How the False Claims Act impacts long-term care providers

How does The False Claims Act (FCA) come into play with all of this? When we think of false claims, our mind automatically goes to the financial operations of submitting fraudulent billing claims. However, arguably the more concerning and likely situation that may lead to false claims is embedded in the care delivery side of operations.

Providing substandard care and billing for it at the rate as if appropriate care was given is considered a false claim. In the time of COVID-19, this also means not following stringent infection control protocols while still accepting payments and claiming to be in compliance. The Department of Justice (DOJ) announced in 2020 the creation of a specialized task force to investigate “gross substandard care” in nursing homes, with both criminal and civil penalties on the table. With all of the provider information made available as a result of the pandemic, federal agencies have more tangible information over a longer period to support their position of an organization providing “gross substandard care.”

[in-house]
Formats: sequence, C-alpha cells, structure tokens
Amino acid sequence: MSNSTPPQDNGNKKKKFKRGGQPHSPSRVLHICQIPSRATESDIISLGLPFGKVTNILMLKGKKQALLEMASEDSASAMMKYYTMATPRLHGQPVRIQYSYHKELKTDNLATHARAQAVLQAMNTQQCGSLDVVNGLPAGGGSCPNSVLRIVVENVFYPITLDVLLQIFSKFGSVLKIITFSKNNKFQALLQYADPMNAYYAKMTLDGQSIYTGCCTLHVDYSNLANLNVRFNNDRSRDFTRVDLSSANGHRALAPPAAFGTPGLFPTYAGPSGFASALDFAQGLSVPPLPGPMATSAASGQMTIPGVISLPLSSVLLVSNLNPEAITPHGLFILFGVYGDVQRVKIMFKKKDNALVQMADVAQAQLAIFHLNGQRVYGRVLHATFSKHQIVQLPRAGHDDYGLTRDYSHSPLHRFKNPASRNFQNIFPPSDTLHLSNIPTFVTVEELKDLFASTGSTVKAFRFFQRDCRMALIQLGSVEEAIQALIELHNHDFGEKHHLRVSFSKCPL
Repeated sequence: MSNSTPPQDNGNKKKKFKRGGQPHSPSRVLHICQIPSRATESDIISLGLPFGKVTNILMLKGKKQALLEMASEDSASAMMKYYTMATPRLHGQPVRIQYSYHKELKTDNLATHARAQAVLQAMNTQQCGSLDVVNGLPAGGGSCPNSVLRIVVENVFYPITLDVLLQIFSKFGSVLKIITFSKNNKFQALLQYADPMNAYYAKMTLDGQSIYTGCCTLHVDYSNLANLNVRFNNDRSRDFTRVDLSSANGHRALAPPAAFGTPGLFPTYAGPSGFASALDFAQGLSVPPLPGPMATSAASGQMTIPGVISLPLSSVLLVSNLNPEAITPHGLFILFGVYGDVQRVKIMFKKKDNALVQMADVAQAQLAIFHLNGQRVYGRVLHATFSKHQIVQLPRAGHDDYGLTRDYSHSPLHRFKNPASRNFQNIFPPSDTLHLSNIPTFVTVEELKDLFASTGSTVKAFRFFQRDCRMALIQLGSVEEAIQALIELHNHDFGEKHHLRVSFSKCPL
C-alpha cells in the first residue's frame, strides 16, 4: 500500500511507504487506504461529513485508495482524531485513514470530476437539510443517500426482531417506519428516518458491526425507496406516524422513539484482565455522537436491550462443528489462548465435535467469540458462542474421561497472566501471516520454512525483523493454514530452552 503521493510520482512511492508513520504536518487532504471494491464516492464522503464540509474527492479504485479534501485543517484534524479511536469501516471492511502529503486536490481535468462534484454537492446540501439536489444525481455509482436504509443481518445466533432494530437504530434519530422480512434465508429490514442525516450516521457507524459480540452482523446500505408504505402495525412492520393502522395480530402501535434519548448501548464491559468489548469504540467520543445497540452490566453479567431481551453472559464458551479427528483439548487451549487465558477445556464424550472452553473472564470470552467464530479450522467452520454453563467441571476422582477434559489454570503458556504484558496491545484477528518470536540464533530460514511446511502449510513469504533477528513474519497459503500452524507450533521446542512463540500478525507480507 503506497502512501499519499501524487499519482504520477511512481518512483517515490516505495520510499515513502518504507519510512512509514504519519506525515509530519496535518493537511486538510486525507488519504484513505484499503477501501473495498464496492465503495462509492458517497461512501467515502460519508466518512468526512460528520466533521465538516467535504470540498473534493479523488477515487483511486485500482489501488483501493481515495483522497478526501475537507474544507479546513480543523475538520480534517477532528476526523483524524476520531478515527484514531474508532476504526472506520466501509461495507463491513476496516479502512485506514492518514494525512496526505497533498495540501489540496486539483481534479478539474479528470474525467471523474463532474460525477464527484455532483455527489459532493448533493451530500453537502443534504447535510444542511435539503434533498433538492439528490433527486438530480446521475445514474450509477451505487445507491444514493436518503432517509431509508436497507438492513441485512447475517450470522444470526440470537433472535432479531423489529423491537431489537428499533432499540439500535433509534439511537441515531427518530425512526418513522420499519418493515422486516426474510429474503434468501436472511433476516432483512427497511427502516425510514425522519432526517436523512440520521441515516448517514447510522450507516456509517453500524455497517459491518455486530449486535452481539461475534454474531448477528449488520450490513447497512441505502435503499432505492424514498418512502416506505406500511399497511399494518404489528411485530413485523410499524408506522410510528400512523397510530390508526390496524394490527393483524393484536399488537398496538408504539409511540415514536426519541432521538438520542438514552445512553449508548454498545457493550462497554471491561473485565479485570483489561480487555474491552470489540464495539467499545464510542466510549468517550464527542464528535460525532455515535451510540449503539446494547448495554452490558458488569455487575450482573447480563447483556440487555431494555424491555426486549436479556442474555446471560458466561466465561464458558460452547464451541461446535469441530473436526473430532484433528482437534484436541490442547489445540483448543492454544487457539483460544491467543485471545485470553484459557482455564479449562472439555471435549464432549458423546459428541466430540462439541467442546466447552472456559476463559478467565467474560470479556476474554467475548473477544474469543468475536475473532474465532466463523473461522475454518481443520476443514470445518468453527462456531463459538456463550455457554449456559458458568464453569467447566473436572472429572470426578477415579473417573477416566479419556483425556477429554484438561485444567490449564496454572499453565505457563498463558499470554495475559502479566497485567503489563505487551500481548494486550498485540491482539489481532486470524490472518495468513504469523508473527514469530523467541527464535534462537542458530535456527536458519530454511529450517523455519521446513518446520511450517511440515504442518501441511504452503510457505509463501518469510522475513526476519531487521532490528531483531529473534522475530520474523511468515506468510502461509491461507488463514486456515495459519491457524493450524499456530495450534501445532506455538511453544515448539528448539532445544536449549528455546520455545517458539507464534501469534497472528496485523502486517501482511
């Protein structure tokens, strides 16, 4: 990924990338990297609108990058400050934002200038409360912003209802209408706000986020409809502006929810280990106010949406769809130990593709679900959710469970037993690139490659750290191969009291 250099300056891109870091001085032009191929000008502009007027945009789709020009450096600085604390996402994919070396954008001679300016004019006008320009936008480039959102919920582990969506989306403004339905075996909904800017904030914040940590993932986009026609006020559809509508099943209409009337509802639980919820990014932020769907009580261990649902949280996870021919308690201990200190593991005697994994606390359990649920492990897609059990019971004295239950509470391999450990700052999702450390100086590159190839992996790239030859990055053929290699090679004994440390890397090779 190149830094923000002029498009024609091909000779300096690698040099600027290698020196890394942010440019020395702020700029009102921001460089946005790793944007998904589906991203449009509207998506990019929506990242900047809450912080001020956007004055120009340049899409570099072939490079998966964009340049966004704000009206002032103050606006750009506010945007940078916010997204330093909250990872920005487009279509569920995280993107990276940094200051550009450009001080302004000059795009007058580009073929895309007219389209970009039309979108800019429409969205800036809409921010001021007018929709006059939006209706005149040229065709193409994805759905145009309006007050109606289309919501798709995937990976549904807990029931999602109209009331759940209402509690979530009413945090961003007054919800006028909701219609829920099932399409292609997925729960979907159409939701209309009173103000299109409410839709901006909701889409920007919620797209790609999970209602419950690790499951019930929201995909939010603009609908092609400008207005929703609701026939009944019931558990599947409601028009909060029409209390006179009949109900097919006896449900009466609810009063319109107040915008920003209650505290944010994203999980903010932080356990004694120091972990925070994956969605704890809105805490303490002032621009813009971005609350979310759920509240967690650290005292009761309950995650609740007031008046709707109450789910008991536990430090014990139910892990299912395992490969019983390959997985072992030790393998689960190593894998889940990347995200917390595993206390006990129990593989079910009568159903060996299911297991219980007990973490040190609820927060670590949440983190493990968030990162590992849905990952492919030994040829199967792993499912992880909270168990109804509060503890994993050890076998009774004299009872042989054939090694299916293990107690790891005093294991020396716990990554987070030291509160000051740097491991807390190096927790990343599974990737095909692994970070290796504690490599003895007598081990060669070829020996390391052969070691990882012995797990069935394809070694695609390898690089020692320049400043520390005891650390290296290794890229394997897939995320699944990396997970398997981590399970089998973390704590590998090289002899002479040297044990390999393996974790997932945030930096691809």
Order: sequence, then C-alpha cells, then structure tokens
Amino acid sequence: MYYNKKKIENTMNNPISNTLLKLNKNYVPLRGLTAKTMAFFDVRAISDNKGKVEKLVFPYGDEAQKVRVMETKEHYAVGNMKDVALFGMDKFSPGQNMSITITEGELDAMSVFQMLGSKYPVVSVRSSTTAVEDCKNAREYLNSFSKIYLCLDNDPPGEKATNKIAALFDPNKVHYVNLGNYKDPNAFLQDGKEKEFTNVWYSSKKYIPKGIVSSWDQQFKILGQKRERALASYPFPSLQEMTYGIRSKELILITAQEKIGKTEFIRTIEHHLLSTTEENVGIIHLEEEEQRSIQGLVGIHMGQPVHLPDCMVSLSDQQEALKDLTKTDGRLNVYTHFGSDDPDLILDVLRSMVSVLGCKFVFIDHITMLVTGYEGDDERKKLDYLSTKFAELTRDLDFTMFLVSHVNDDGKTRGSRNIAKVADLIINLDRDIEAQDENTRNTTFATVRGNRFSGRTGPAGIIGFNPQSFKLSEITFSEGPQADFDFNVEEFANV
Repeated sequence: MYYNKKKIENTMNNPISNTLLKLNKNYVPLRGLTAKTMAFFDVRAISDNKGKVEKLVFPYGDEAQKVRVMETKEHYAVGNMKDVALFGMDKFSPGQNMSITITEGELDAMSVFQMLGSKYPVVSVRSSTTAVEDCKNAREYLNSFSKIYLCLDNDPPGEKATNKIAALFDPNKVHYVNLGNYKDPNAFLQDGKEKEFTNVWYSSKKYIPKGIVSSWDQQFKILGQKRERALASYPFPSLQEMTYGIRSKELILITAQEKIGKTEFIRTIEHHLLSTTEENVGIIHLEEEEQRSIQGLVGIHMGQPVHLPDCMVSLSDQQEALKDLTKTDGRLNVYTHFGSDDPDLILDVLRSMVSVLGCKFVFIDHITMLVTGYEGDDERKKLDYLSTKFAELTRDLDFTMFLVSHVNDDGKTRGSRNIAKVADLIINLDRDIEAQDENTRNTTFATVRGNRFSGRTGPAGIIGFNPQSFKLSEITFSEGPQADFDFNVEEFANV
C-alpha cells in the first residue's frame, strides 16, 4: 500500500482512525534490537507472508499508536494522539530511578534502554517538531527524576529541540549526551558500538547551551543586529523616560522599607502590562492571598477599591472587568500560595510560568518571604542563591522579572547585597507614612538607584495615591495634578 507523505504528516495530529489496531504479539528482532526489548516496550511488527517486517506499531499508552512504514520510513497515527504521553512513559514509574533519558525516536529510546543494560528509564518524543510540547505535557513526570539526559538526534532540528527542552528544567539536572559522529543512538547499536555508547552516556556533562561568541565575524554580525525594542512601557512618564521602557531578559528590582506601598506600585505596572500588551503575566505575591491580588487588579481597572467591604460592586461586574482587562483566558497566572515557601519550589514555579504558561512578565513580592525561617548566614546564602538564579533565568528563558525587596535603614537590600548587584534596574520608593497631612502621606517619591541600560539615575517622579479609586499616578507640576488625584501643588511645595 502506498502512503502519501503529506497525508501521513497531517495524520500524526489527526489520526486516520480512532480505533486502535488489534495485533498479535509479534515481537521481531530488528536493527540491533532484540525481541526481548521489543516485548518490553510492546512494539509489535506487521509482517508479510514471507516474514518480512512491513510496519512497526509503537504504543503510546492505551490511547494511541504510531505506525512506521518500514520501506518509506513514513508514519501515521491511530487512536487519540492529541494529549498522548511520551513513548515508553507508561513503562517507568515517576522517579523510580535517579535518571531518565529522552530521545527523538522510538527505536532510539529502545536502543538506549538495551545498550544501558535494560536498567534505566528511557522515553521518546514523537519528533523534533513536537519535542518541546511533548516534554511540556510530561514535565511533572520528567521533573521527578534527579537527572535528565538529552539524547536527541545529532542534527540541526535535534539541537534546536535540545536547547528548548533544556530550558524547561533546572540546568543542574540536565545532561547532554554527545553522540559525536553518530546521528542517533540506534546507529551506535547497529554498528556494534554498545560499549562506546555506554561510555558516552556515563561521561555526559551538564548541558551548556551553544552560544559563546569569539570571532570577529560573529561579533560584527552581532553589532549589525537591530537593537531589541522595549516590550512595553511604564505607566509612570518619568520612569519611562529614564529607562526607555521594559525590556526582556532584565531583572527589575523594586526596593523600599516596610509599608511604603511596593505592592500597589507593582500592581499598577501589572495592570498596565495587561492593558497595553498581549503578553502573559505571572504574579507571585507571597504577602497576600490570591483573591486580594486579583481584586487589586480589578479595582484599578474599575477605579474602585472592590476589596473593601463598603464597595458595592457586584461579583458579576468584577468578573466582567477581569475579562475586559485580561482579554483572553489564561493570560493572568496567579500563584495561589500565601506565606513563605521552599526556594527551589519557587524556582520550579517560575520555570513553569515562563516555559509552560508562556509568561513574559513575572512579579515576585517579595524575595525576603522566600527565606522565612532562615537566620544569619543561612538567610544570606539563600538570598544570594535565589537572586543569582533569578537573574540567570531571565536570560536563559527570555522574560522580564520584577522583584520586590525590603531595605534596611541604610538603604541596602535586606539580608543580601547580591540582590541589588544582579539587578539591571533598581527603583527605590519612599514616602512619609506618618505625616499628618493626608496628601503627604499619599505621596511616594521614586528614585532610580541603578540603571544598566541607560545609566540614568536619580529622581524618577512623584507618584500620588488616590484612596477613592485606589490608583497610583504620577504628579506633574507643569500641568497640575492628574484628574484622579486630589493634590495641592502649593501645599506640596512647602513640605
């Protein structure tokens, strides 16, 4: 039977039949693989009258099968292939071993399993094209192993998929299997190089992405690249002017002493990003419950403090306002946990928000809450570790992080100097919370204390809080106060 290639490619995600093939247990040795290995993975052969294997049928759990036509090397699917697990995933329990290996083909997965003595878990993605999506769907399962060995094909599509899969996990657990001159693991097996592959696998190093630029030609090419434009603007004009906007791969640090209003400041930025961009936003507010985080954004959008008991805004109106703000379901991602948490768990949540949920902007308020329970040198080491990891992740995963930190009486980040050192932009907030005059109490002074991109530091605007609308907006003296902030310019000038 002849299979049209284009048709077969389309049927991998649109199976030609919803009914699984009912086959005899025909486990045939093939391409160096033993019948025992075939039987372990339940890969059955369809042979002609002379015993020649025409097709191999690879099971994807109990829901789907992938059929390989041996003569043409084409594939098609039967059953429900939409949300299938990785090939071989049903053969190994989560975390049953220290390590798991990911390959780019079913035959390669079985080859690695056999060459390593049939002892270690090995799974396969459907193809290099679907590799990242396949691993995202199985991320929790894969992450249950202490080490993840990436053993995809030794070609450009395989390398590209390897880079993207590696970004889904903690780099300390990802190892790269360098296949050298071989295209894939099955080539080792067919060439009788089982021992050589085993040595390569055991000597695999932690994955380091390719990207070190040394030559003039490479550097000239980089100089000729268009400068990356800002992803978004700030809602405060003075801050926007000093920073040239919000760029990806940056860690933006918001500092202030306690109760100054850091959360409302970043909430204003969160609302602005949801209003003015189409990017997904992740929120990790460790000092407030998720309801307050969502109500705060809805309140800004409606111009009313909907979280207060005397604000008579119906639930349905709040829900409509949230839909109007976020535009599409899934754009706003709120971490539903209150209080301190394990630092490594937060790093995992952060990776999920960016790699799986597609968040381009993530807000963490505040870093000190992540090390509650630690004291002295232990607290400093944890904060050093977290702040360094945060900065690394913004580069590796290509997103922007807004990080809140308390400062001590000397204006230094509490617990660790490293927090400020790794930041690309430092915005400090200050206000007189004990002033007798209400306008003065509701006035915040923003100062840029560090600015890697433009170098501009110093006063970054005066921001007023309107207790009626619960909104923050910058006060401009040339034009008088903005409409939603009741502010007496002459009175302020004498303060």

Another significant concern arising for long-term care providers as a result of the pandemic is that of the whistleblower. The FCA allows individuals with knowledge of fraudulent activity to become whistleblowers and bring suit against a provider on behalf of the government. Anyone with knowledge of fraud can bring a whistleblower lawsuit under the FCA, but it is by far most commonly employees.

If the suit is successful, the whistleblower can be entitled to up to 30% of any money recovered in the case, therefore, there is a heavy incentive for people to blow the whistle. By accepting funds, providers consented to HHS publicly disclosing the payments received from the Relief Fund. I like to think the best of people, but we all know 30% of those sums of money providers received could be quite tempting.

OSHA’s role in oversight

We already mentioned HHS, OIG, DOJ, and CMS, but let’s bring another regulatory agency into the picture, shall we? The Occupational Safety and Health Administration (OSHA)’s Whistleblower Protection Program already enforces twenty whistleblower statutes protecting employees from retaliation for reporting violations. They have now been tasked with overseeing worker retaliation complaints under two new Whistleblower Statutes.